1800 gallon turtle pond


Jhn

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Jhn submitted a new Showcase Item:

1800 gallon turtle pond

Pond has skimmer with a 4000 gph pump. Pond is 13'x7'x3'deep, with an L shaped shelf, which has a large basking rock placed on it. There are 3 returns, one flows to an up flow bog and the other 2 return directly to the pond. The pond is about 3 weeks old at the moment. Eventually will place a net over it to prevent predation of the baby turtles.
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brokensword

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just so you know, aquatic turtles can climb (that is, I'll speak for painteds as that's what I have, but RES and yellow bellies are similar). I'm looking at your wood rails and thinking you're not going to have turtles very long. I've seem my turtles climb 12" UP a screen (my whole pond is screened in and when mine go wandering, this sh*t can happen. I've seen them climb some pretty steep inclines of rock as well. And if you put up some sort of fencing, make sure there's no gaps between the wood and fencing as I've lost turtles that way too, thinking a slight gap was too slight. Apparently not. Female turtles dig, so I shouldn't have been surprised.

Michael
 

Jhn

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Such a cool pond and I like the diverse native species you are have to keep the turtles company.
Thanks, I find the native minnows/fish interesting, so even though not the focal point of the pond still something to keep the biological filter going when the turtles aren't in the pond and something else to look at in there. Also, gives the turtles something to chase around.
 

Jhn

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just so you know, aquatic turtles can climb (that is, I'll speak for painteds as that's what I have, but RES and yellow bellies are similar). I'm looking at your wood rails and thinking you're not going to have turtles very long. I've seem my turtles climb 12" UP a screen (my whole pond is screened in and when mine go wandering, this sh*t can happen. I've seen them climb some pretty steep inclines of rock as well. And if you put up some sort of fencing, make sure there's no gaps between the wood and fencing as I've lost turtles that way too, thinking a slight gap was too slight. Apparently not. Female turtles dig, so I shouldn't have been surprised.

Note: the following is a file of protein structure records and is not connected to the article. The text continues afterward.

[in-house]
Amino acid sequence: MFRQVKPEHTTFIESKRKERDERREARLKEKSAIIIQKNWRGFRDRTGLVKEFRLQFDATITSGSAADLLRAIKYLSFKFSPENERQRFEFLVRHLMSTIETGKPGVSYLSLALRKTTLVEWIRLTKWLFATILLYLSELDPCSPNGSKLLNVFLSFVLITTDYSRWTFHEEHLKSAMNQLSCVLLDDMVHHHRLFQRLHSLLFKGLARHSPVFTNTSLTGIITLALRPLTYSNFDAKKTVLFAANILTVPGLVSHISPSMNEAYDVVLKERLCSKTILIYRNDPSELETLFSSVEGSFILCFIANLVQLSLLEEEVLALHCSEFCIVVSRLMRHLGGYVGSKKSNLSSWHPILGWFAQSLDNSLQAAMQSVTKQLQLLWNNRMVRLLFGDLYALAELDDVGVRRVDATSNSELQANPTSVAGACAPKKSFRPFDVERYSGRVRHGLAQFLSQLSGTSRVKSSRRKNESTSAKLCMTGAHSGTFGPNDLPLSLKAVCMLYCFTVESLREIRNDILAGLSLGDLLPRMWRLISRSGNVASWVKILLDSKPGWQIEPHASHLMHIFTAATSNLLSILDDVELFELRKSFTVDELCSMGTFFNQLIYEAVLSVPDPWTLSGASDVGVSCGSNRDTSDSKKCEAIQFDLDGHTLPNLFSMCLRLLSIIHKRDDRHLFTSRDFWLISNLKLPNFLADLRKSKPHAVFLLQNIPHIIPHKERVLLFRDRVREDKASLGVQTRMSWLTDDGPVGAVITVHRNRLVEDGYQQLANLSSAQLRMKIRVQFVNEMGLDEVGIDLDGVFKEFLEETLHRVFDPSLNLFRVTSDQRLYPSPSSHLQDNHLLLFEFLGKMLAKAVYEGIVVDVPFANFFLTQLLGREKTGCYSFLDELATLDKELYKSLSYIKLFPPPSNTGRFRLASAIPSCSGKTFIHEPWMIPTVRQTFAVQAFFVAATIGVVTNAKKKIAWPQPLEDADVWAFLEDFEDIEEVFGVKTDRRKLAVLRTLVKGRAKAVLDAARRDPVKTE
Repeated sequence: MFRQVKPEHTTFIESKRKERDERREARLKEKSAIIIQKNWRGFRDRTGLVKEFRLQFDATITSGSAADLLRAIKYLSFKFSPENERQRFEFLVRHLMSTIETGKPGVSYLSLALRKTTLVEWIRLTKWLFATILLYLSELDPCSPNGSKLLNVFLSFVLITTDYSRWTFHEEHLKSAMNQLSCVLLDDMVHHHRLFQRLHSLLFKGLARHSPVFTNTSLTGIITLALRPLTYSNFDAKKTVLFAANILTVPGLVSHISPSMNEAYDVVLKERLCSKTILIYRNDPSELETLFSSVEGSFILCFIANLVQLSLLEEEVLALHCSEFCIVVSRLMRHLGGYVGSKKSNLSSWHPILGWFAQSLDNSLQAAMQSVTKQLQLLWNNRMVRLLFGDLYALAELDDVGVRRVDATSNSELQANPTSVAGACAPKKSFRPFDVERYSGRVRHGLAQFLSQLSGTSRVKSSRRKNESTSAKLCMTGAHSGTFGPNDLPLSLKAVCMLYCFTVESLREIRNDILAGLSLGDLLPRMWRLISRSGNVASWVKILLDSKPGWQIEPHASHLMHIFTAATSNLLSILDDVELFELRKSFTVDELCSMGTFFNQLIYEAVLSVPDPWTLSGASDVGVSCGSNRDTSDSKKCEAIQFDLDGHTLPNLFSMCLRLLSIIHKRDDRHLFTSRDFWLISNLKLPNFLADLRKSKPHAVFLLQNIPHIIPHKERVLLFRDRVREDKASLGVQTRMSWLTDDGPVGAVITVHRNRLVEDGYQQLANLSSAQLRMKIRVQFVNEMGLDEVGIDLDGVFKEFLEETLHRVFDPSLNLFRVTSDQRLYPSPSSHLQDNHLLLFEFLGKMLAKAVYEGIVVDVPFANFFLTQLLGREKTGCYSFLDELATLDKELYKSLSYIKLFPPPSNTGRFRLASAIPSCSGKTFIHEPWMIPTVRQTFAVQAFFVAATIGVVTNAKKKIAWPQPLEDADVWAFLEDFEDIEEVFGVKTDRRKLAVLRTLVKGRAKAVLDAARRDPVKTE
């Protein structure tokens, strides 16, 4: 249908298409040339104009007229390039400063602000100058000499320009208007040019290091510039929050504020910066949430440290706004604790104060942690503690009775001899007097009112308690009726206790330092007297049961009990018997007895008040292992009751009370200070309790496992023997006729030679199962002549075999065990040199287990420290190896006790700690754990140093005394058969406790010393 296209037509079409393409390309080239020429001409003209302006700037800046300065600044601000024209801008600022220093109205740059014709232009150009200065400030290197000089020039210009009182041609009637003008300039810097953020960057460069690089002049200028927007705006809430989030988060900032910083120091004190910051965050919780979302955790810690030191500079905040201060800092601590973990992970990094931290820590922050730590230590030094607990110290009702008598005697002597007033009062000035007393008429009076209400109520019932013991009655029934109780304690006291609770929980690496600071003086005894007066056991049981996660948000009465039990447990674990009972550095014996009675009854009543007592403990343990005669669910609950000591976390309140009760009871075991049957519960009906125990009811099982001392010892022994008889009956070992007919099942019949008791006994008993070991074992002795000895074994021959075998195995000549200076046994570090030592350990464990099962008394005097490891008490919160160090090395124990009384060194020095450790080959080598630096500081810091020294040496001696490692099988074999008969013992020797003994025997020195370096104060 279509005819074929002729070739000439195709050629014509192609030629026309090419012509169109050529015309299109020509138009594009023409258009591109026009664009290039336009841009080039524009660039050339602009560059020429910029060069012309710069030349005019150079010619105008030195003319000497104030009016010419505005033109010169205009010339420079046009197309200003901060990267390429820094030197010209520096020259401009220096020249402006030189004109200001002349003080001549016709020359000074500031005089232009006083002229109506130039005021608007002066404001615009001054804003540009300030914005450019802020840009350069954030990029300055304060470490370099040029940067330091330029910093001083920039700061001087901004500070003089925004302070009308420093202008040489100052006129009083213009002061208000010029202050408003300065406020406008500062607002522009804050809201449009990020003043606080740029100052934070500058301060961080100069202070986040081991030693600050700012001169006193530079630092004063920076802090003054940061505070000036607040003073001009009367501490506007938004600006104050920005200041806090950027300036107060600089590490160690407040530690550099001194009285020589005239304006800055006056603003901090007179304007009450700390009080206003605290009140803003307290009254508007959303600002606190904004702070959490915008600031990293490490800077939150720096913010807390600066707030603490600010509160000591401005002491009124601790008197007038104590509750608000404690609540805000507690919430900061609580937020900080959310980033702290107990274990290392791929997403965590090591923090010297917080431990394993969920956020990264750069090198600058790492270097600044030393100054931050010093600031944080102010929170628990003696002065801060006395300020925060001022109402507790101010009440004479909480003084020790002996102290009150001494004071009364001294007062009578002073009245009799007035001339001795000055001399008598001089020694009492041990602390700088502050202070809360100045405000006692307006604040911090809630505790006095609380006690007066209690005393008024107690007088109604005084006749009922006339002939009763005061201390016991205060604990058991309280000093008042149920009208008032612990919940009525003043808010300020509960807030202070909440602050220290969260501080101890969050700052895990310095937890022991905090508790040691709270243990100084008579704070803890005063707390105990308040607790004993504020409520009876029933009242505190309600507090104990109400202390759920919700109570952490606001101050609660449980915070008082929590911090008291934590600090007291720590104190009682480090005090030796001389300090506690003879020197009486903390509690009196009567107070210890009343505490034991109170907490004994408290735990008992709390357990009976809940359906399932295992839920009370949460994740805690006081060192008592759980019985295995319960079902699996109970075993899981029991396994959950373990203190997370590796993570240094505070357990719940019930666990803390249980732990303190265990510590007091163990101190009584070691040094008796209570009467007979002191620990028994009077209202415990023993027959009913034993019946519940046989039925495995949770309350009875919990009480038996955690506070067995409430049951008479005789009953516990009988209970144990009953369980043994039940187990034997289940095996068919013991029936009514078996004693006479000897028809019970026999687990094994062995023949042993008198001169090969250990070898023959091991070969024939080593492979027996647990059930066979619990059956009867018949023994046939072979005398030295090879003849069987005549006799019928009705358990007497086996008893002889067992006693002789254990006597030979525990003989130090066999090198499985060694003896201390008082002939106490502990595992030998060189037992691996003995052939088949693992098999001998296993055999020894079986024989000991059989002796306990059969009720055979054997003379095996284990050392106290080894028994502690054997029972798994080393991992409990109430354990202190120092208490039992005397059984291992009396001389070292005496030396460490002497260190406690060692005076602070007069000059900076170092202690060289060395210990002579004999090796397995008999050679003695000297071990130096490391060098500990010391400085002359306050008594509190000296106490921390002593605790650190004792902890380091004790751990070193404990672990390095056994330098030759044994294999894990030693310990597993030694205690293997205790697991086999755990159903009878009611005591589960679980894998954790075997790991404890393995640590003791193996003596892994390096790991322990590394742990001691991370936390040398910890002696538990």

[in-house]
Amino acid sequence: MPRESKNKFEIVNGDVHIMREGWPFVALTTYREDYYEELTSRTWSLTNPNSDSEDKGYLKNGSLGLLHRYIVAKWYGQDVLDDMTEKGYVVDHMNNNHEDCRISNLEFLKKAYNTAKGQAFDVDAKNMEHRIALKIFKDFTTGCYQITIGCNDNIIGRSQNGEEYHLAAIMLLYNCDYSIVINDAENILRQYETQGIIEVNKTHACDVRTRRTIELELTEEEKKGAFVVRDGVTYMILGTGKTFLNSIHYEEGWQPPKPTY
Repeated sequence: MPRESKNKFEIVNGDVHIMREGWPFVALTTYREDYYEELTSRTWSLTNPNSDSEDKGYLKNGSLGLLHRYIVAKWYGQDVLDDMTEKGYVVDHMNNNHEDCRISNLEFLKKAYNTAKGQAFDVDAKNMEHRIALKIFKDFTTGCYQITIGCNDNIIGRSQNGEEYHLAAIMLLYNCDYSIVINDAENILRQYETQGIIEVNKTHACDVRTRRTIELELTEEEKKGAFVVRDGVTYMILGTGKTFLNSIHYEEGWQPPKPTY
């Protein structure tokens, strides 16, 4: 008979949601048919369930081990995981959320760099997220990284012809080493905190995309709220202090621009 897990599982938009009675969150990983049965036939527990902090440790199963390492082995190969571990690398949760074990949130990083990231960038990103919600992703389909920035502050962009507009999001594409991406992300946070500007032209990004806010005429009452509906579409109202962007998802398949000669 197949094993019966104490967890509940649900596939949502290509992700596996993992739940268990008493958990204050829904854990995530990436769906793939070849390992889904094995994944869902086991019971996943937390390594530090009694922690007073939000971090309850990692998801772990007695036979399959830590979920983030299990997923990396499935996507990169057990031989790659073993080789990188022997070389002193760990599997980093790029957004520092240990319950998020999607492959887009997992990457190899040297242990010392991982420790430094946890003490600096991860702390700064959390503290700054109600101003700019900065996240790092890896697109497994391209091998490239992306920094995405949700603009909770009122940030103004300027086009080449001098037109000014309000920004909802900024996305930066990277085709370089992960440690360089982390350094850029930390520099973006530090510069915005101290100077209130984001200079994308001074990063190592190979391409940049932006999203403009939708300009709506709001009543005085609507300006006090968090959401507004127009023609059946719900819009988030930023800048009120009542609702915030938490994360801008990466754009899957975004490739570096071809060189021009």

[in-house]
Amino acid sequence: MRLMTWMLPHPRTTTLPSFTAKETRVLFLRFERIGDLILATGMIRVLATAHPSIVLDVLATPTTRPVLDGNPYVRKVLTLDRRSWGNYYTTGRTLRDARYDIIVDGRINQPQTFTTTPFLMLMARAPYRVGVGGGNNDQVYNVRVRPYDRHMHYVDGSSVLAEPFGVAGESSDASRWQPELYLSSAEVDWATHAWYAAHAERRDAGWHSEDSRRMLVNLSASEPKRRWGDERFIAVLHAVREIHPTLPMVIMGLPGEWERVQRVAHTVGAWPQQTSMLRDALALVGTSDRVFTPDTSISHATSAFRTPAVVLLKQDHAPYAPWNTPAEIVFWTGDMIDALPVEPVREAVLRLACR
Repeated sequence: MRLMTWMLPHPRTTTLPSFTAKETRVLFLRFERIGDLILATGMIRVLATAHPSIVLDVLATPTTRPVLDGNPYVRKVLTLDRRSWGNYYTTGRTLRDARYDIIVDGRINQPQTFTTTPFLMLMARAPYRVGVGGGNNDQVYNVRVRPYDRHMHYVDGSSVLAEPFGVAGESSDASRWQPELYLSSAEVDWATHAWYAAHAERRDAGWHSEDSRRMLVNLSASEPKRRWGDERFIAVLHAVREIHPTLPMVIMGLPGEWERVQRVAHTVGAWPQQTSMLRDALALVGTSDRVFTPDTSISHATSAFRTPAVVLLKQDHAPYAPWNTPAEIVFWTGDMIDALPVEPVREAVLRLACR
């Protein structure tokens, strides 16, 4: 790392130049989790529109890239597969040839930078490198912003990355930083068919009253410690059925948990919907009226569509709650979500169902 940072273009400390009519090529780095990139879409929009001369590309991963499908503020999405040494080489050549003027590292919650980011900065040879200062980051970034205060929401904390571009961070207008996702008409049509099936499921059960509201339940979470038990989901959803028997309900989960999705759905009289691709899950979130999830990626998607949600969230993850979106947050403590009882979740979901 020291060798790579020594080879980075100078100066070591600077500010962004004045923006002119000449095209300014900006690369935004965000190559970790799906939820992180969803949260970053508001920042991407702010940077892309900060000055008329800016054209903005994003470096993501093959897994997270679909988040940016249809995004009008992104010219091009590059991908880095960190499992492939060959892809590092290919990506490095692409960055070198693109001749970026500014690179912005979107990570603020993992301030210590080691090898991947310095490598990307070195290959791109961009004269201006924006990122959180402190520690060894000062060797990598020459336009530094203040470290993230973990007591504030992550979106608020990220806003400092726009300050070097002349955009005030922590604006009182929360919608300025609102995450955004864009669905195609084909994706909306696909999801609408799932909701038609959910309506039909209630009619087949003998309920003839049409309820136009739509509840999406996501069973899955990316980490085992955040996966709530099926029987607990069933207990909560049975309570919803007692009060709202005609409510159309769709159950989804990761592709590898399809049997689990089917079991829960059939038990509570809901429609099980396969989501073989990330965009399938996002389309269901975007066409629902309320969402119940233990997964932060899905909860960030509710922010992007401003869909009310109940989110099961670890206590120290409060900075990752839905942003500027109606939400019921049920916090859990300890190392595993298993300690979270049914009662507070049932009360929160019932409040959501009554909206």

Michael
Appreciate the warning. Not to worried though, as these will be hatchling DB terrapins from a pair that resides in my large pond. So I can raise the sides a bit more next spring, and add a overhang similar to a previous setup I had. I forgot exactly how I did the previous setup until I built this one, then remembered.

I kept eastern painteds and yellow bellies in a similar setup at my previous residence. I found the trick was to have the top board of the pond border over hang the pond, so the turtles if trying to climb would have to become pretty much inverted to get out. I have gone through the same thing years ago, with escapees and made adjustments, (when I remember them).
 

brokensword